Therapy is not supposed to be easy. If it were, therapists would not spend years and years training and undergoing self-examination.

In fairness to the author, I doubt that the therapy-by-text platform would have provided her with change she seems to be looking for, even if she was committed to the therapy. The relationship between a client and therapist requires time and closeness, and texting, by its very nature, creates distance. It is difficult enough to convey what we mean and feel when we are in the same room as another person and we have all available senses with which to communicate. But, to be limited to unpunctuated, short text messages is never going to be sufficient, with or without emojis. Some studies have indicated the usefulness of text messaging to complement therapy and facilitate self-reporting, reminders, etc., but none of the them recommended text messages be the main component in on-going treatment. Needless to say, I do not offer text-based therapy. :).



Phenomenology is a notoriously rigorous discipline in which therapists set aside their judgements, pre-conceptions and interpretations to gain access to the full, human experience of their clients. Within this context, clients are encouraged to EXPRESS their struggles, EXPLORE their feelings and understanding, and TRANSFORM their experiences in a manner that resonates with who they are.

EXPRESS. What is going on and how is it for you?

Guiding the client to EXPRESS their lived experience allows the therapist to gain a picture of the client’s reality, and also often illuminates aspects of an issue that the client perhaps had not yet realized or had forgotten. Once the reality of the situation has been established, the therapist asks the client what it is they feel, what their spontaneous reaction is to what they’ve just expressed. Do they feel like running away? Do they feel like exploding? This reaction gives insight into the client’s raw, visceral feelings and indicates a general direction in which they wish to go.

EXPLORE. Why is this?

The aim of EXPLORATION is to take the reality and emotions that emerged in the EXPRESSION and place them into a broader context of the client’s experience. Together, the therapist and the client attempt to understand the emotions and explore what is not understood. These questions are aimed at allowing the client to decide how this sits with them—honestly, deeply, truly—and what they really want.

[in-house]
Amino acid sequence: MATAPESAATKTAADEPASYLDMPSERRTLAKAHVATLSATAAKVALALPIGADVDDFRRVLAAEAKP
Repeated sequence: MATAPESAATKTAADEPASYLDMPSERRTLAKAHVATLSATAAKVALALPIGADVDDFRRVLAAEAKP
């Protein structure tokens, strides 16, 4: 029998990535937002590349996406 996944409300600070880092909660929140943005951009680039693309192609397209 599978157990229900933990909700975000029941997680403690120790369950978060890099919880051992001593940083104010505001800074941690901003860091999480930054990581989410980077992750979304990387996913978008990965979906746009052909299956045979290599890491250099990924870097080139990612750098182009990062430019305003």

TRANSFORM. How do I change?

Depending on the answers or decisions made by the client in their EXPLORATION, together with the therapist, the client works out how to go about resolving, changing, or letting a situation be. Developing an action plan, practicing a confrontation, and considering the potential implications allow the client to prepare themselves for their TRANSFORMATION and deal with any consequences.

Having EXPRESSED the depth of their feelings, fully EXPLORED their emotions and their understanding and decided on a course of action, a client can TRANSFORM their situation and ultimately themselves into a person who can stand behind their decisions and actions because they will have made them consciously, authentically, and freely.

My understanding of the existential-phenomenological approach is based on the work of Dr. Alfried Längle, who developed the method of Personal Existential Analysis, on which this is based. For further reading see: http://laengle.info/userfile/doc/PEA—EP-2003.pdf